What Kobe Bryant Meant to the Non-Athlete

In the weeks since the death of Kobe Bryant, his daughter Gianna, and seven others in a helicopter accident in Calabasas, Calif., stories have poured in from across the sports world about the man Bryant was as a basketball player, a father, and a leader.

But what did Bryant mean for non-athletes?

Everyone has heard of “Mamba Mentality,” how Bryant would show up to the Los Angeles Lakers’ practice facility at 3 a.m. to put shots up, or when he tore his Achilles but still got up and took two free throws before walking off the court.

The list goes on, and by listening to all these retellings of how he worked and how he trained the next generation of players to work even harder, we can see how committed Bryant was. But if you take a step back, you start to realize that Mamba Mentality had a lot less to do with basketball, and a lot more to do with life.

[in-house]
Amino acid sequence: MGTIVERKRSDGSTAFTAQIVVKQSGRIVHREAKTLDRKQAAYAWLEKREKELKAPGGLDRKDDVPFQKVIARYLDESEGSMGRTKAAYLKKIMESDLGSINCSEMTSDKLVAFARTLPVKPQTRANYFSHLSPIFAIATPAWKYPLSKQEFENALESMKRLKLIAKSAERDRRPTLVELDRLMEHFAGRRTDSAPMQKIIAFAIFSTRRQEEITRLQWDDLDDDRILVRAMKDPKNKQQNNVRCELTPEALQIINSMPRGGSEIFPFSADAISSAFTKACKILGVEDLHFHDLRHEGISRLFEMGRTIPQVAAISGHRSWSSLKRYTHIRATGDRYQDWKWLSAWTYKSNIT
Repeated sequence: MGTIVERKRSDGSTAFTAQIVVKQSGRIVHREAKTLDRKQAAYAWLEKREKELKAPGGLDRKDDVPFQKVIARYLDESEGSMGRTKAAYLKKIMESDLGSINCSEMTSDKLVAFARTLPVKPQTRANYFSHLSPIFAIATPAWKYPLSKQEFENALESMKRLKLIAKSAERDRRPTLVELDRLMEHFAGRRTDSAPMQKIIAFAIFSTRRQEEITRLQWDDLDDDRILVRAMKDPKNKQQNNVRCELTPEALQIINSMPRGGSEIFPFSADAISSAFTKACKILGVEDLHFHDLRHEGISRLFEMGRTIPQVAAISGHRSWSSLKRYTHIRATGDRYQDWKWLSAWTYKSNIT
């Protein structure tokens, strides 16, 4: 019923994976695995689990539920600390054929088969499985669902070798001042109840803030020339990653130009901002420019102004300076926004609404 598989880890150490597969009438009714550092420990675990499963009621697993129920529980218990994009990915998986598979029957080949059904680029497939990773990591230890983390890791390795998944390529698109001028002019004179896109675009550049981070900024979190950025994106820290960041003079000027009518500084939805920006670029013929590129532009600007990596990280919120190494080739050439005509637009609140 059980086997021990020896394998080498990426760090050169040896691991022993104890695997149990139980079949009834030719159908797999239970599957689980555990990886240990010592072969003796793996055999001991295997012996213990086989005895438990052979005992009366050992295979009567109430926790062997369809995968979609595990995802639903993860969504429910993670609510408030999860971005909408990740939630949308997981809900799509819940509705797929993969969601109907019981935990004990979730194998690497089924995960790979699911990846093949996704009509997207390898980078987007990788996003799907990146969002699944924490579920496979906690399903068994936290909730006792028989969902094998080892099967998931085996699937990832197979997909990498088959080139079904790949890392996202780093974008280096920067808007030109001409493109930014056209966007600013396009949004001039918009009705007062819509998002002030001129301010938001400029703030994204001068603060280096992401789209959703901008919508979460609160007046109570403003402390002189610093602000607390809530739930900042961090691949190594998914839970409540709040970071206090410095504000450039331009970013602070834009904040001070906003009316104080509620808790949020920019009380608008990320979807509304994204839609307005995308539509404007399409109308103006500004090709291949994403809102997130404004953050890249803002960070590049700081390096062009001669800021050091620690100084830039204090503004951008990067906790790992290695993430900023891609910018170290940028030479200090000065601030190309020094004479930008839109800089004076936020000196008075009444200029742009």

See, Mamba Mentality meant giving it your all, no matter the circumstances. If you only have 20 minutes to work out, you work out for 20 minutes. If an assignment is due Monday, you turn it in Sunday. More importantly, you are never complacent. Regardless of your status, whether it’s team captain or CEO, always strive for growth, because the second you stop, you allow others to catch up.

All of Bryant’s teachings are a message for life, not just sports. Sure, we can honor him by playing our hearts out on the court or on the field. But we can also honor him just as well by working just as hard in pursuing our degrees, taking a stand for what we believe in, and never giving up so that we can achieve every dream that we set our hearts on. If we set a goal, and never stop until we achieve it, we can all honor his legacy, regardless of our playing field.